Sun 03.04 // 1:00 PM SF Film Society Cinema, 1748 Post St. CAFETERIA MAN Richard Chisolm USA, 2011, 65 min. San Francisco Premiere. In Person: Richard Chisolm Buy Tickets Follow Tony Geraci, a charismatic chef from New Orleans, on his passionate and tenacious journey to kick-start school lunch reform serving 83,000 students in Baltimore’s public schools. As the new food-service director, Geraci goes on a food crusade to change the face of child nutrition and proposes a completely different paradigm from what existed in the Baltimore school system. Battling bureaucracy and a system resistant to change every step of the way, the film explores the daunting task of making healthy and nutritious meals available to all Baltimore students. With unstoppable passion and commitment, Geraci and his team work with these inner city youth to harvest vegetables at the school’s 33-acre teaching farm nearby, to prepare and create student-designed menus and meals. His bold vision introduces meatless Mondays into the school menu, nutrition education in the classroom and a citywide culinary vocational training program. “It’s about trying to help a city heal itself using food as a vehicle,” says Geraci in the film. Voices and images of students, parents, teachers, administrators and farmers are woven throughout the film. With appearances by food activist and best-selling author Michael Pollen, First Lady Michelle Obama and Assistant White House Chef Sam Kass. Winner of the CINE Golden Eagle Award 2011. ~ Daniela Rible cafeteriaman.com Preceded by: Dig It!, Dona Turner, USA, 2010, 7 mins. In Person: Dona Turner. It Starts with Me: The Time is Now and 2day=2morrow, USA, 2011, 1 min. In Person: student film winners of the 2011 Pollution Prevention Video Contest, sponsored by the Department of Toxic Substances Control and SFGFF. Short awards presentation will precede the screening.
Screening will be followed by Chew the Fat: Reinventing School Lunches panel. After watching Cafeteria Man please just us and filmmaker Richard Chisolm for a panel discussion around agriculture and the challenges of eating locally and sustainably within our current system. We will talk with panelist who are meeting those challenges while dealing with the established norms of institutions and systems geared in the opposite direction. We hope to provoke a conversation that will motivate those in their community to ignite or flame the movement around food security, health, and sustainability. Panelists include: ~ Karen Brown, Creative Director, Center for Ecoliteracy ~ Richard Chisolm, director, Cafeteria Man ~ Helen de Michiel, www.lunchlovecommunity.org ~ Christina Goette, MPH, Sr. Health Program Planner, San Francisco Department of Public Health ~ DeAnthony Jones, 2010 Brower Youth Award Winner ~ Rivka Mason, School Garden Teacher, Berkeley Unified School District ~ Willa Murphy, Student Activist, Senior, Sir Francis Drake High School, Founder & President, Drake Youth Politics Club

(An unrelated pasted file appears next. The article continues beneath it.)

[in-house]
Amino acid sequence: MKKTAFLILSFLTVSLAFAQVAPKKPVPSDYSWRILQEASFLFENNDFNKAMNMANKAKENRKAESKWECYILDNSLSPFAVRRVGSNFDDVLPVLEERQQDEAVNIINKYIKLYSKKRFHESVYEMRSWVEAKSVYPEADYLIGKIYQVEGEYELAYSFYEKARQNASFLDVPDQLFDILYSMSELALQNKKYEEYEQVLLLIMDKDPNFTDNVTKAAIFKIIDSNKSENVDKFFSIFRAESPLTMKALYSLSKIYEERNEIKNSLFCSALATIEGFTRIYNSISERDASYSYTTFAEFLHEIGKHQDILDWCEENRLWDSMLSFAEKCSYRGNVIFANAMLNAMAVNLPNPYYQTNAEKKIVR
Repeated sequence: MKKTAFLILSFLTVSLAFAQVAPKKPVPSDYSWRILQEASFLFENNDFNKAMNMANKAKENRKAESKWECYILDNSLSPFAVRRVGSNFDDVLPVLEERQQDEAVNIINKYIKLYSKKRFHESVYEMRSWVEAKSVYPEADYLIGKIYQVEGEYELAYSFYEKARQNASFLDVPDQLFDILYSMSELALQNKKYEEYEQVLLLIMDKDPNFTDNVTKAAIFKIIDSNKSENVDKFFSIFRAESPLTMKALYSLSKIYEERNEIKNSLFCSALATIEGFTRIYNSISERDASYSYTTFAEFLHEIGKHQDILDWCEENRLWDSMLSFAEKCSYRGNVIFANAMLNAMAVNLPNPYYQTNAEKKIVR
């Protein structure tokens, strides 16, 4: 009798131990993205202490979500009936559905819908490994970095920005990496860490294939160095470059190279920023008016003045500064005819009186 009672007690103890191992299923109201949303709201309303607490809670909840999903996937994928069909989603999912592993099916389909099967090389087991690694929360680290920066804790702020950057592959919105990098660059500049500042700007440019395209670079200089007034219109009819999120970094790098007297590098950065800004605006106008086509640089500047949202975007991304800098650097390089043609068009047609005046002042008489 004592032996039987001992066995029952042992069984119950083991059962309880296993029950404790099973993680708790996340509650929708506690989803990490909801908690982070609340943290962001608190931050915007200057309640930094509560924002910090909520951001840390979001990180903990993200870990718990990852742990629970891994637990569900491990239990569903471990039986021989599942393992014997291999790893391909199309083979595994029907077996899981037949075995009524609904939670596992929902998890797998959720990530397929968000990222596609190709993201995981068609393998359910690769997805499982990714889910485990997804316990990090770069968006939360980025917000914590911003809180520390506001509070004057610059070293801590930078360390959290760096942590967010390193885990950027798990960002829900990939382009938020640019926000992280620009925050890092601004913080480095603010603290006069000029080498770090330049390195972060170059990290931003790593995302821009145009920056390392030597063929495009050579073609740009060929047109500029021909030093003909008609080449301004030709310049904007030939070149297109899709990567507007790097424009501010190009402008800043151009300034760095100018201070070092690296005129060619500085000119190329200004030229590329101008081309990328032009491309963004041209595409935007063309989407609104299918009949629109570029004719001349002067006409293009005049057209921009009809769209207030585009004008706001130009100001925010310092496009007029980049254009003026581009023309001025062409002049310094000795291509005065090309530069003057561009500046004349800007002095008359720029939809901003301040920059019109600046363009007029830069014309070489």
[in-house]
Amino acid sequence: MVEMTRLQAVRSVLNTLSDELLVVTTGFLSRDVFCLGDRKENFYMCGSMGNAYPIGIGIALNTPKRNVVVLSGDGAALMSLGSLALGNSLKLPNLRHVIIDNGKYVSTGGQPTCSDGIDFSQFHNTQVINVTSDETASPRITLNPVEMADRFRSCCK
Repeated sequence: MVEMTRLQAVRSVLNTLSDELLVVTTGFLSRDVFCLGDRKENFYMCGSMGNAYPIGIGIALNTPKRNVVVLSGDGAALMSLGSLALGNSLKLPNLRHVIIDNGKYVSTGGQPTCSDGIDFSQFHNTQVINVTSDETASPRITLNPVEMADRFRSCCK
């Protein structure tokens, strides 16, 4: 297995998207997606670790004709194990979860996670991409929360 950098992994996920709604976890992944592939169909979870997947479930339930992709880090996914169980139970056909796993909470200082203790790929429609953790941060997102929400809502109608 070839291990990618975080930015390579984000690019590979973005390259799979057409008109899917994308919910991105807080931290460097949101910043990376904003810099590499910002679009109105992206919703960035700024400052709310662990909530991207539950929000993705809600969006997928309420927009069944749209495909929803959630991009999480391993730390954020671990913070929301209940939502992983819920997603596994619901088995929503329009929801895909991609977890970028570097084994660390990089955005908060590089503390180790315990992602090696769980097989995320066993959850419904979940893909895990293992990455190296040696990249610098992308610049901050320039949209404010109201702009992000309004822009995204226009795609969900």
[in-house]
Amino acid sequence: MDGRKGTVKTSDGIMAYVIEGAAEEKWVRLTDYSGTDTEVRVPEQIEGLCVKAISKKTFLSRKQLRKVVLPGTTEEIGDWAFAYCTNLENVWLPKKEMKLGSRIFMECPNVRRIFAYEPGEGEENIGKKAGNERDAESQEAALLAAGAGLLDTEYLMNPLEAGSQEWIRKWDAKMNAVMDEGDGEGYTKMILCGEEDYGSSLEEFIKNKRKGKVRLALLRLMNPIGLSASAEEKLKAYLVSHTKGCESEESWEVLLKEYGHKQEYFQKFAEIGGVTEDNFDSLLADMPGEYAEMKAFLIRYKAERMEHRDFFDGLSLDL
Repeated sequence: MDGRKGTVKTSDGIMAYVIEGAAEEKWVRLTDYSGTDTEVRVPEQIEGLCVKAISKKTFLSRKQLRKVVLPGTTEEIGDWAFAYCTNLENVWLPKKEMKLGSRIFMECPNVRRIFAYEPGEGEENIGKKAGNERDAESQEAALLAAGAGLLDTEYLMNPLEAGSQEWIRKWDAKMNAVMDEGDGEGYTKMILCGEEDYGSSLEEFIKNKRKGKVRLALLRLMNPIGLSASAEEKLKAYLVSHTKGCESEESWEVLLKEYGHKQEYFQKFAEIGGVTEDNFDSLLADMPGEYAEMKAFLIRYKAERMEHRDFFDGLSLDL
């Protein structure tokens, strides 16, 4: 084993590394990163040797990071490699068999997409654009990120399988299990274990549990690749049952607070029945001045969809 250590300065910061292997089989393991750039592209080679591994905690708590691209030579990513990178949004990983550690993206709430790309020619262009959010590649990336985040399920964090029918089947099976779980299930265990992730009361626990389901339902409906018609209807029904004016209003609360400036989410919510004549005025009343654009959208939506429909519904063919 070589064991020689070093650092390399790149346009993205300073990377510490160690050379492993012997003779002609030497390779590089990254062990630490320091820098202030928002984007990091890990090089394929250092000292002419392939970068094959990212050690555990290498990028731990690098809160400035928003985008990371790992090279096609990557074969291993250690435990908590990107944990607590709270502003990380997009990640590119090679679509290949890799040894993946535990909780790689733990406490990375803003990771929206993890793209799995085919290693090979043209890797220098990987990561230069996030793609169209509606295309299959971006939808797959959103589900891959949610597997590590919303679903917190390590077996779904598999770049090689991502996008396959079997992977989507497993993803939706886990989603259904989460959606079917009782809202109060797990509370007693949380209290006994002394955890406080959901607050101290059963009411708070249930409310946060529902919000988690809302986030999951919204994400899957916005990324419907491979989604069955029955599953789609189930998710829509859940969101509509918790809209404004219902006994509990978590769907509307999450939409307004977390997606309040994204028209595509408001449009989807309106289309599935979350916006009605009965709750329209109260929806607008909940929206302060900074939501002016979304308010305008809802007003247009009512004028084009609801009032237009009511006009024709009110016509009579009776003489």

Wed 03.07 // 5:30 PM SF Film Society Cinema, 1748 Post St. FUTURE OF HOPE Henry Bateman UK/Iceland, 2010, 75 min. San Francisco Premiere. Buy Tickets In 2008, Iceland’s entire banking system collapsed in the wake of the global financial crisis. As a consequence, the country’s economic and political systems were shaken to their core. Future of Hope tells the story of how a cross-section of Icelandic society decided to use the crisis as an opportunity to reconsider the country’s economic development path. Featuring imaginative use of animation, a killer soundtrack (featuring artists from Iceland, Ireland, and the UK, including Damien Rice), and Iceland’s ruggedly beautiful landscape, the film chronicles a grassroots movement determined to reinvent the Icelandic society and economy around the principles of sustainable development. Can organic farming, renewable energy, and green technology be the anchors of a new economy? Can a country with the oldest sitting parliament reinvent its model of democracy to create greater transparency and more accountability? With the emergence of the Occupy movement and the teetering of the Euro-zone economies, the issues being debated in Iceland’s parliament and on the streets of Reykjavik are now finally part of a global conversation. Filmed in 2010, the Future of Hope is in some ways prescient and tells a remarkable story of collapse, recovery, redemption, and reinvention to which the rest of the world should pay attention. - Mark Valentine www.futureofhope.co.uk Preceded by: National Parks Project: Sirmilik, Zacharias Kunuk, Canada, 2011, 10 mins. Screening sponsored by New Resource Bank and Presidio Graduate School. Co-presented with the Business Council on Climate Change [BC3].
Tue 03.06 // 8:00 PM SF Film Society Cinema, 1748 Post St. URBAN ROOTS Mark MacInnis USA, 2011, 93 min. In Person: Mark MacInnis Buy Tickets Against all odds, in the boarded-up shops, empty lots and defunct factories, seeds of change are taking root in Detroit. With the most vacant lots in the country, citizens are reclaiming their spirits by growing food. A small group of dedicated citizens have started an urban environmental movement with the potential to transform not just a city after its collapse, but also a country after the end of its industrial age. Urban Roots shows dedicated Detroiters working tirelessly to fulfill their vision for locally-grown, sustainably farmed food in a city where people - as in much of the county - have found themselves cut off from real food and limited to the lifeless offerings of fast food chains and grocery stores stocked with processed food. The people of Detroit have taken on the enormous task of changing this for themselves, and to understand their story is to understand how we can change it for us all. It’s a story that in the most difficult of places, new hope emerges. This growing movement of urban farmers is changing the way people think about food-and life in the "D". It took men like Henry Ford, William Durant, and Lee Iacocca to build this city, but it's taken a bunch of strong willed self-taught urban farmers to save it. ~ Vancouver Intl. Film Festival “Urban Roots is an inspiring film about the emergence of urban farming in Detroit; it shows what’s possible after the collapse of the industrial era and how we begin building a sustainable future for all.” - Leonardo DiCaprio. www.urbanrootsamerica.com Preceded by: Animal Beatbox, Damon Gameau, Australia, 2011, 2 mins Screening sponsored by East Bay Regional Park District. Co-presented with Green For All.